The narrative that higher tax bills for ‘companies’ means that less money needs to be raised from ‘people’ is therefore fundamentally flawed.
I would go further. Companies make their money by providing goods and services that people want to buy. In the process, they also invest and create jobs. That is their contribution to society, not the tax they are expected (or assumed) to pay.
There are valid concerns too about the loss of national sovereignty. There is nothing intrinsically wrong with agreeing to common rules on taxation (as the UK already does on trade tariffs via the WTO), or the sharing of revenues. Countries would also retain the right to set whatever tax rate they liked, at least for local businesses. But the G7 plan would reduce healthy competition to lower the burden of what most economists agree is a particularly damaging tax.
In my view, then, it is actually no bad thing that the G7 proposals are unlikely to be game-changers. The proposed new global minimum tax rate of 15% (under ‘Pillar Two’) is too low to make a meaningful difference. Within the OECD, only Ireland (12.5%), Chile (10%) and Hungary (9%) currently have a lower rate than this.
It is therefore understandable that supporters of the plan have put more emphasis on ‘Pillar One’. However, this will only apply to a small share of profits, and then only to those exceeding a 10% margin.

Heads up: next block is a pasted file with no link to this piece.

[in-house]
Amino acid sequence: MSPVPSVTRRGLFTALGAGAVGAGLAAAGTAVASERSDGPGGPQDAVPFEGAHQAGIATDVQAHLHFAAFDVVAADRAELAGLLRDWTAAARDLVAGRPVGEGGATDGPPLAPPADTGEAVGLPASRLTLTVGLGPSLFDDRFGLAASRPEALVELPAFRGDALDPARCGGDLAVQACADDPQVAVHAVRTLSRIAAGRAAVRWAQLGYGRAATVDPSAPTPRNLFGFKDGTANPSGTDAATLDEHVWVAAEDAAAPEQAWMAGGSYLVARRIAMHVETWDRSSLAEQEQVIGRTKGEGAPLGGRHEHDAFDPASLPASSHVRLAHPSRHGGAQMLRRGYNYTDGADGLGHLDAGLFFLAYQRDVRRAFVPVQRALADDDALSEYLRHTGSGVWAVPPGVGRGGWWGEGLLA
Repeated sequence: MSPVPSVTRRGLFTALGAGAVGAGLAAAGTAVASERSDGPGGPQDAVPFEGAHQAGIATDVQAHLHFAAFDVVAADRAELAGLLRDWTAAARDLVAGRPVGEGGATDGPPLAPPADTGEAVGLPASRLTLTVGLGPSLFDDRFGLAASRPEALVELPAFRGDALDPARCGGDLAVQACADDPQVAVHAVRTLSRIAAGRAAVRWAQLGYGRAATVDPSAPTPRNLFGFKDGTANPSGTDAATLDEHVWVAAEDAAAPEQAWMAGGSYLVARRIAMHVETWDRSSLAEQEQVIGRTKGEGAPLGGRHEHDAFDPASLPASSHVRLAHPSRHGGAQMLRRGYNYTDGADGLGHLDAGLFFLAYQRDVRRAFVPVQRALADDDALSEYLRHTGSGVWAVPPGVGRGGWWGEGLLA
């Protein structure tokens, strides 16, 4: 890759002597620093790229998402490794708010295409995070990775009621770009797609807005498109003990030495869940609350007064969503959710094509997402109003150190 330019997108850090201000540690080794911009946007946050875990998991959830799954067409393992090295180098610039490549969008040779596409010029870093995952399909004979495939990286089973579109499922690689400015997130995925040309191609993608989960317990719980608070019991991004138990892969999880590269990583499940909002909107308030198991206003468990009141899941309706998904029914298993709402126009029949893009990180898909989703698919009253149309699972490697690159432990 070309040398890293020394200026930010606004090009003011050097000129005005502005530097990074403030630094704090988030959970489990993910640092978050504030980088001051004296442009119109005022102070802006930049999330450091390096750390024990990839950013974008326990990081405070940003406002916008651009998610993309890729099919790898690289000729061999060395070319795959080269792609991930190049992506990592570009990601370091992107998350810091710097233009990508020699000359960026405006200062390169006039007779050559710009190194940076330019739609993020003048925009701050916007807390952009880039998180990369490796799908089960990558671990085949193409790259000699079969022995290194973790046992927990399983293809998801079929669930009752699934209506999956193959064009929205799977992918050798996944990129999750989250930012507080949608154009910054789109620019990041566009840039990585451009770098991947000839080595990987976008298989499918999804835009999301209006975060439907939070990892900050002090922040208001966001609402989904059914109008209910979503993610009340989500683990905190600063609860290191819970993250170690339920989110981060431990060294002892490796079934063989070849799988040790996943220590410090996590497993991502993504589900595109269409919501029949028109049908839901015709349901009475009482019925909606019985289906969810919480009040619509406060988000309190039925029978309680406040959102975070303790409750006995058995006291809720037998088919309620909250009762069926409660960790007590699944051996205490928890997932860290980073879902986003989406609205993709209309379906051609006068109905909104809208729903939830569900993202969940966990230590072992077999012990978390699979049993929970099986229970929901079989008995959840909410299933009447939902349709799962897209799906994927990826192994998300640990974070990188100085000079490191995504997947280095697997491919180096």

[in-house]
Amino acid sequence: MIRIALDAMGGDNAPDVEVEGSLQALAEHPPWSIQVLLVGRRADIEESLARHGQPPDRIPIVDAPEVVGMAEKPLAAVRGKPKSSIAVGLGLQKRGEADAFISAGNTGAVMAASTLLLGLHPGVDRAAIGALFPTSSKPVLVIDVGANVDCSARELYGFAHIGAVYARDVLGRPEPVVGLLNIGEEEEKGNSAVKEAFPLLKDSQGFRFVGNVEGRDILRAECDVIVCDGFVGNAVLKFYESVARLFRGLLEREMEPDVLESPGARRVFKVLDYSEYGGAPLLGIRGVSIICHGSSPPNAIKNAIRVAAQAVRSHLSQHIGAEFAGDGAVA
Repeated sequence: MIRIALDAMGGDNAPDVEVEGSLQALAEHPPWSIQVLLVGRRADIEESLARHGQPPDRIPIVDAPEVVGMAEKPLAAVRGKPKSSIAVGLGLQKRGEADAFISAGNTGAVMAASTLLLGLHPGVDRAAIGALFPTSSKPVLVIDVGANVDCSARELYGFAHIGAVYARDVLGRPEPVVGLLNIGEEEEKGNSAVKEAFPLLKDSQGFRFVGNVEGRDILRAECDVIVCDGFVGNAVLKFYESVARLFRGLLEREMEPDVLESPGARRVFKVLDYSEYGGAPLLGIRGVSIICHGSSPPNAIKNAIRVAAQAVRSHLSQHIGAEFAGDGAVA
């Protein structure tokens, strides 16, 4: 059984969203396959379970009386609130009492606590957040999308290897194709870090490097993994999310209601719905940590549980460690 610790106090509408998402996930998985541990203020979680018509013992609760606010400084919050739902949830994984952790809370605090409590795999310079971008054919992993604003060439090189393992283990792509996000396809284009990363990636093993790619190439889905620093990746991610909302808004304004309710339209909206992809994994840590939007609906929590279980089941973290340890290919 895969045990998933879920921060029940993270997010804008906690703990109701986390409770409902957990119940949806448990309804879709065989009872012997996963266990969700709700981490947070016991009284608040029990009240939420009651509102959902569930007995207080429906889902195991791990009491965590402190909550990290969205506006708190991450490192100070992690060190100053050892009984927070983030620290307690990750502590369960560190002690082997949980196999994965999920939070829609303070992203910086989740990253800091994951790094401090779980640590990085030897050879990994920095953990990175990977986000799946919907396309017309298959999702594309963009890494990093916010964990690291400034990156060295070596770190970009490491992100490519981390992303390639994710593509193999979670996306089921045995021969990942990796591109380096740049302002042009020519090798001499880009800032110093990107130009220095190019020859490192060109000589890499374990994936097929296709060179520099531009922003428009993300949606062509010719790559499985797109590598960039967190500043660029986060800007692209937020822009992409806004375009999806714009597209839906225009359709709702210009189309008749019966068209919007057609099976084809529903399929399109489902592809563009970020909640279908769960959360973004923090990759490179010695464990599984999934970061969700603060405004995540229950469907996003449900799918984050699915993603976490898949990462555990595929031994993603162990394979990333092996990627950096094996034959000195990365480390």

This threshold should be met by some of the ‘tech giants’, such as Facebook, who do make big profits. But many people (not me!) may be disappointed if this new system fails to increase the tax paid by an online retailer, like Amazon, with much lower margins.
Indeed, early calculations by the think tank Tax Watch suggest that Facebook, Google, eBay and Amazon could actually pay less tax in the UK under the new system, especially if the UK’s existing Digital Services Tax is scrapped as part of the package.
There is talk of some sort of supplementary rule to ensure that Amazon does end up paying more – perhaps targeting its highly profitable cloud computing division. This is a slippery slope. Tax systems should not be designed to target particular companies for no good reason.
Muddling the picture even further, the Chancellor is apparently lobbying for big global financial service companies to be exempted from the new scheme. This may make sense anyway, because banks typically have to hold large amounts of capital in markets in which they operate, and are already subject to plenty of local regulation and tax.
However, the example of the City of London also illustrates another flaw in the G7 plan: firms headquartered in the UK but selling overseas may end up paying less money to the Treasury than they do now. In other words, this plan could simply shuffle corporate tax revenues between countries – and not necessarily to the UK’s advantage – rather than increase the overall take.
In summary, this deal does at least establish a basic framework that could be built on later – for good or, I fear, ill. For now, though, it is mostly grandstanding.
This article was first published on Julian Jessop’s blog.